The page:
SEC Chairman Gary Gensler isn’t anti-crypto, he’s just concerned about protecting investors who are currently or considering putting money into digital assets.
Crypto trading and lending platforms don’t have the same level of investor protection that people expect when buying and selling stocks on a stock exchange or investing in a mutual fund or 401(k), Gensler said in a video he posted on Twitter on Aug. 3.
“If crypto is going to be widely adopted, it needs some rules of the road and a cop on the beat to enforce them,” Gensler tweeted.
The thousands of cryptocurrencies that have come out since Bitcoin was introduced “may well be securities” under U.S. laws when they're traded on platforms.
“That means if the platforms and certain of the tokens don’t register with the SEC, they’re non-compliant with the important federal protections in our laws,” he said in the video.
Gary Gensler takes aim at DeFi.
Gensler is also taking aim at DeFi (decentralized finance) projects, which allow people to trade and lend cryptos without oversight. In an Aug. 19 interview with The Wall Street Journal, Gensler said that projects that offer digital tokens as rewards could cross a line into activity that should be regulated.
Earlier this month, the SEC charged the company Blockchain Credit Partners and its owners for the unregistered sales of more than $300 million of securities using DeFi technology. The company was charged with misleading investors about the operations and profitability of its DeFi Money Market business.
The SEC claims that Blockchain Credit Partners mislead investors by telling them that the money they invested in two different digital tokens would be used to purchase “real world” assets like car loans. After finding out that the DeFi Money Market couldn’t operate as promised because of the price volatility of the digital assets, the company didn't notify their investors. Instead, the company made false claims that it bought car loans with the profits.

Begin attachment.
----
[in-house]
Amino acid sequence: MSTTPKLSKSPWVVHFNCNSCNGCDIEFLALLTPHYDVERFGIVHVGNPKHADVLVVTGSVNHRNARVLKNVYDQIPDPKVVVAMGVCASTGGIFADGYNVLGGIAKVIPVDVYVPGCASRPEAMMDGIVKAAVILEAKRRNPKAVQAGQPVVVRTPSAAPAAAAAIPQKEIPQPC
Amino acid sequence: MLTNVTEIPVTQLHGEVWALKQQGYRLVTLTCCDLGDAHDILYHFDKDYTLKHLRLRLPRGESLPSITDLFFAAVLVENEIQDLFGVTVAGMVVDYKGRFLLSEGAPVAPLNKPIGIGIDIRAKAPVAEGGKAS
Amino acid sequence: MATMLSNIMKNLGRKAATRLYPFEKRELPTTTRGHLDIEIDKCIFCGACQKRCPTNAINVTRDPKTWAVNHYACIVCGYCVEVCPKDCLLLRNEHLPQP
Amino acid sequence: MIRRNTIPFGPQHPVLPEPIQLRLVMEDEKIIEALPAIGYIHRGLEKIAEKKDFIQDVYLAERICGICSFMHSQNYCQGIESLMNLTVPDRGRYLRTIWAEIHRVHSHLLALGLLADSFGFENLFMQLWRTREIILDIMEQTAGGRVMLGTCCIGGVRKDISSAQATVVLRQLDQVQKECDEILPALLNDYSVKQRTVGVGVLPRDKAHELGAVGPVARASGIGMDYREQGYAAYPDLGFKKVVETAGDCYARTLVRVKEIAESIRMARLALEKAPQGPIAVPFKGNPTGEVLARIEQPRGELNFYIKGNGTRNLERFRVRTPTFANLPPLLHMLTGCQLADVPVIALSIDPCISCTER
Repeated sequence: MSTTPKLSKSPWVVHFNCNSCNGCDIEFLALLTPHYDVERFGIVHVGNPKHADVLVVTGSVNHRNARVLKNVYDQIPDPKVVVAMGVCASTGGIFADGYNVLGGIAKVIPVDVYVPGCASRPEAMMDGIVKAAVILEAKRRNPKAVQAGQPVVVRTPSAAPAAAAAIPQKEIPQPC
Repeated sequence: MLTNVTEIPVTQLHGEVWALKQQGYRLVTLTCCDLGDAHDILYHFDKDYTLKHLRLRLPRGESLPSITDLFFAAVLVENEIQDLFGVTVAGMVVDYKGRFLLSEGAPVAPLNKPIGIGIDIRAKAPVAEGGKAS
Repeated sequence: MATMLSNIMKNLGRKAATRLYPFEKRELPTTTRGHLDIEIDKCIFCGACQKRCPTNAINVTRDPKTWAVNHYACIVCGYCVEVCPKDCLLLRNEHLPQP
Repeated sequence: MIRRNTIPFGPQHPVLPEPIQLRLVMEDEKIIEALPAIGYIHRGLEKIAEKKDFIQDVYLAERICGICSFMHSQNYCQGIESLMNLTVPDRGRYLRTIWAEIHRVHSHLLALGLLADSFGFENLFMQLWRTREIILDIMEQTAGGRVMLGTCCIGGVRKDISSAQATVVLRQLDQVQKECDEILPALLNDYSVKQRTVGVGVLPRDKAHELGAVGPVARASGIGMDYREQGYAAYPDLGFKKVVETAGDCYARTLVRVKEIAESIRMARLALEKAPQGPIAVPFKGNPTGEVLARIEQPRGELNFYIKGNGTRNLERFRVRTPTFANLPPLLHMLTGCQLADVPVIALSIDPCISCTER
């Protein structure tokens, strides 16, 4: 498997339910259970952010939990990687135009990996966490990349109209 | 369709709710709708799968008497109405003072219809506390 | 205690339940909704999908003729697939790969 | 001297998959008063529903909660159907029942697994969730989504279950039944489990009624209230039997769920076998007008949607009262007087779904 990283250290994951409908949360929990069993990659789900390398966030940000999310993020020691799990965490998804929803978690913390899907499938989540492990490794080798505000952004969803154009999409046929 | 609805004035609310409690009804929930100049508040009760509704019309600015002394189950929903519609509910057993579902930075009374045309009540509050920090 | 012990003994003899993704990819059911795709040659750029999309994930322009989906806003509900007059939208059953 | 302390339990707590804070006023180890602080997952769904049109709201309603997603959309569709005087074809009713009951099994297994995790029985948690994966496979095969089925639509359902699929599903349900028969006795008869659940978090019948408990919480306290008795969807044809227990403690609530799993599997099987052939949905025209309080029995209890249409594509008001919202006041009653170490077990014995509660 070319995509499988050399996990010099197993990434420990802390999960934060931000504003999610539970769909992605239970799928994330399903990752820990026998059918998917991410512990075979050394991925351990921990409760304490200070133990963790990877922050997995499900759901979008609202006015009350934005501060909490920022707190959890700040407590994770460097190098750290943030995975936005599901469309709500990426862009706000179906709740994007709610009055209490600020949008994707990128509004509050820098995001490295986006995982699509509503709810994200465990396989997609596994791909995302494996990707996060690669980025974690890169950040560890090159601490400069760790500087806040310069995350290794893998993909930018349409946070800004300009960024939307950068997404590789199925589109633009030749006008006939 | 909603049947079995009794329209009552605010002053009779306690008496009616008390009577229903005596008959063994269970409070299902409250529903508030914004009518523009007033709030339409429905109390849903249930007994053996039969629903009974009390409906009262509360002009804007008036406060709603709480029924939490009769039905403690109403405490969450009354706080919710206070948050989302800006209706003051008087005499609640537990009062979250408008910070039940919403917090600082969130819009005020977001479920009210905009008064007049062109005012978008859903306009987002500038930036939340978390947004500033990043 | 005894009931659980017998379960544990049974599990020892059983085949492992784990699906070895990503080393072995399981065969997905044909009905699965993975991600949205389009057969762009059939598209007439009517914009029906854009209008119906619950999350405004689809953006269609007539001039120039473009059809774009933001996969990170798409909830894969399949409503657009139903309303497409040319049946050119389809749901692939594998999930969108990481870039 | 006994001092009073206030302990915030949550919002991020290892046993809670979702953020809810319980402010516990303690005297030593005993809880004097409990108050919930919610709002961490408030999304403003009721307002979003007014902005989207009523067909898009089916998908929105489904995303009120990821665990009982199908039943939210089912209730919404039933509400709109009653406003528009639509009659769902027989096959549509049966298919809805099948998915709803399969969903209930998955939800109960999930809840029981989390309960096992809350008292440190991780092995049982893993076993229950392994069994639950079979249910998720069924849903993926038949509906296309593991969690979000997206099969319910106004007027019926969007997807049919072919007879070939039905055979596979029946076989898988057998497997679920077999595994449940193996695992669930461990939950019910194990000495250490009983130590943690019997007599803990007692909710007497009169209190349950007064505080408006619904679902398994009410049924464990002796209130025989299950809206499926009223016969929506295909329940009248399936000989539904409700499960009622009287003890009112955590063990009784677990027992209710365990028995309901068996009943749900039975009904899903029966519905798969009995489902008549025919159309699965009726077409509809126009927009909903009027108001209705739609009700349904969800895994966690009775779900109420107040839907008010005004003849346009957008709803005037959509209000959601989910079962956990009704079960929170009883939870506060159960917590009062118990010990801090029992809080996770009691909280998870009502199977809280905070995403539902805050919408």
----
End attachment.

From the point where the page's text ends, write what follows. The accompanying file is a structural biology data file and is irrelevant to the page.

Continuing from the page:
Gensler says that the SEC shouldn’t be neutral on investor protection.
Although Gensler said that he thinks the SEC should be technology-neutral, it shouldn’t be neutral on investor protection.
“All coins, including bitcoin, are speculative assets, and as a Security Commission, it is part of our duty to protect the industry, especially the investors. The rising cases of fraud in the industry even make our call more important,” Gensler said in an interview with CNBC.
Gensler has asked the SEC to look into possible wrongdoings in the crypto world. He has recommended that Congress “fill in the gaps” to protect investors.
Infrastructure bill provides more transparency of the crypto industry.
Gensler got his wish with the recent passing of the bipartisan $1 trillion infrastructure bill, which includes provisions to crack down on crypto brokers and investors to provide more transparency in the industry. The bill plans to tap the crypto industry for $28 billion to help pay for the country’s infrastructure needs.
Increased regulation is the “only real viable path forward for this nascent technology,” Gensler said.
“To those currently or considering investing in crypto, please remember: not only are they a highly speculative asset class, but there are also significant gaps in the investor protection afforded to you,” Gensler said.